BT: In 2017 we began covering the commercial mortgage REIT sector, recognizing that there is a wave of capital flowing into the space.
Many of you know that I have been extremely bullish with regard to top-performing commercial mortgage REITs, Ladder Capital (LADR) +35.9% YTD and Arbor Realty (ABR) +44.6% YTD – both are internally-managed.
In January 2019 we plan to unveil our commercial mortgage REIT Index that will consist of a dozen companies that now yield an average of 8.4% (average yield of all REITs). The most impressive thing about this specialty finance category is that the group of REITs has returned 16.8% (equal weight) year-to-date (CLNC is not included since it listed in 2018).
We recognized early on that commercial mortgage REITs could serve two roles: (1) provide stable and predictable income (between 6-10% dividend yield), and (2) price appreciation. We are still a fan of REIT preferreds, but we have strategically shifted our focus to commercial mortgage REITs and that has paid handsome dividends (and more).
SA: What issue is receiving too much investor attention and/or already priced in?
BT: I have often argued that the term “priced in” is science fiction. When it comes to the public markets, I’m not sure anything is ever “priced in.”
For example, we saw the “knee jerk” reaction on Tuesday of this week with regard to rising rates, and then on Wednesday we saw Mr. Market react with regard to a .25% rate increase and two likely rate increases in 2019. It’s plain to see that this news was not “priced in.”
Another example, many Washington Prime bulls believe that a dividend cut is already “priced in.” Nobody knows if the mall REIT will ever cut its dividend (pays $1.00 per share now), but if the company does eventually cut the dividend, I am certain that the market will react negatively.
Here’s my point, Washington Prime now yields 16.3%, yet I don’t believe that I am missing out on the opportunity whatsoever. I’m not tempted to risk any hard-earned capital because I am 100% confident that nobody knows what Mr. Market is thinking, and I certainly have no way of knowing how he will react if and when Washington Prime ultimately cuts its dividend (which I have a high degree of certainty that will happen in 2019).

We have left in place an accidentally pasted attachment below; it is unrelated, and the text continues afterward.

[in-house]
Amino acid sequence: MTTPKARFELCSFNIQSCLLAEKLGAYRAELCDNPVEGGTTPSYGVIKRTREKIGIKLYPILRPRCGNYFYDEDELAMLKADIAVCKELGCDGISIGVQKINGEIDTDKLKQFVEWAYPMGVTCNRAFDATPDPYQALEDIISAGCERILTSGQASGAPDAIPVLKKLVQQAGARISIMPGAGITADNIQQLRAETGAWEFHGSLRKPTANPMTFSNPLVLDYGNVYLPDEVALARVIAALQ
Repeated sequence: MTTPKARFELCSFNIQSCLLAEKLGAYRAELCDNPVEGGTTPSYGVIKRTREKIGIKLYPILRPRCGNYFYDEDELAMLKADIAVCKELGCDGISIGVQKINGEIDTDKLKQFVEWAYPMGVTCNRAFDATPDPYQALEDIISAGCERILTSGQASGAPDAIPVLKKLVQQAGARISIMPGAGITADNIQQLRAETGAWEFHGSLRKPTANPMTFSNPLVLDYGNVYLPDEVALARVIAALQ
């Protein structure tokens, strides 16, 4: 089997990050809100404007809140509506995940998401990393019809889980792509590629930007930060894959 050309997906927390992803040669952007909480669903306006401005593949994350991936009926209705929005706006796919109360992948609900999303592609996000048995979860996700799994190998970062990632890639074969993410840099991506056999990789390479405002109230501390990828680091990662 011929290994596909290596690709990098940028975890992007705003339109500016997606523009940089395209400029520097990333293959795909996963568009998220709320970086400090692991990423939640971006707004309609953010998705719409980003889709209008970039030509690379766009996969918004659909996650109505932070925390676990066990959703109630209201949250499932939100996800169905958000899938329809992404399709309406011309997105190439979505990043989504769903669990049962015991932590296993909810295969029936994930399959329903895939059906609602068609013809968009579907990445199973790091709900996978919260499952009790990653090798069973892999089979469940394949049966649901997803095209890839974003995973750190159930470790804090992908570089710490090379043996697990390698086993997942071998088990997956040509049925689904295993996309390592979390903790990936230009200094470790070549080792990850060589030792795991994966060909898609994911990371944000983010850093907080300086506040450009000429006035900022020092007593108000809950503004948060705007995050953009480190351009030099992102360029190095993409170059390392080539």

Again, the secret for my success is that I am not chasing yield, I focus on high-quality REITs that will provide me with steady and growing dividend income. Companies with greater future cash flows are intrinsically worth more than those with less, regardless of what Mr. Market is thinking at the time.
SA: Why did you decide to write The Intelligent REIT Investor?
BT: I have been transparent with my history in commercial real estate (over 3 decades) that includes both successes and failures. One of the things that I learned early in life is that you can accelerate the learning process by learning from mistakes (mine and others).
When I began writing on Seeking Alpha (2019 will be my 10th year) I was hoping to build a platform for engagement, recognizing that Seeking Alpha has a terrific community to interact with thousands of readers.
My co-author (Stephanie Krewson-Kelly) and I wanted to create a book using straightforward language and simple examples to illustrate important concepts, to enable any reader to quickly learn and understand the lexicon and valuation techniques used in REIT investing. So this book is an important resource for students, investors, and financial planners. Earlier this year we even published a Chinese edition.
I recently purchased an original copy of The Intelligent Investor (from a library in San Francisco) and sitting on my desk I regularly open the book to remind me of “the central concept of investment,” as Ben Graham explained,
In the old legend the wise men finally boiled down the history of mortal affairs into the single phrase, “This too will pass.” Confronted with a like challenge to distil the secret of sound investment into three words, we venture the motto, MARGIN OF SAFETY. This is the thread that runs through all the preceding discussion of investment policy – often explicitly, sometimes in a less distinct fashion.”
Thank you for the opportunity to provide content on Seeking Alpha and best of luck in 2019. Happy SWAN Investing!
Author’s note: Brad Thomas is a Wall Street writer and that means he is not always right with his predictions or recommendations. That also applies to his grammar. Please excuse any typos and be assured that he will do his best to correct any errors if they are overlooked.
Finally, this article is free, and the sole purpose for writing it is to assist with research, while also providing a forum for second-level thinking.
Disclosure: I am/we are long SPG, SKT, CCI, BXMT, JCAP, LADR, ABR, LAND, OHI, HTA, DOC, VTR, EPRT, STOR, O, DLR, QTS, IRM, CONE. I wrote this article myself, and it expresses my own opinions. I am not receiving compensation for it (other than from Seeking Alpha). I have no business relationship with any company whose stock is mentioned in this article.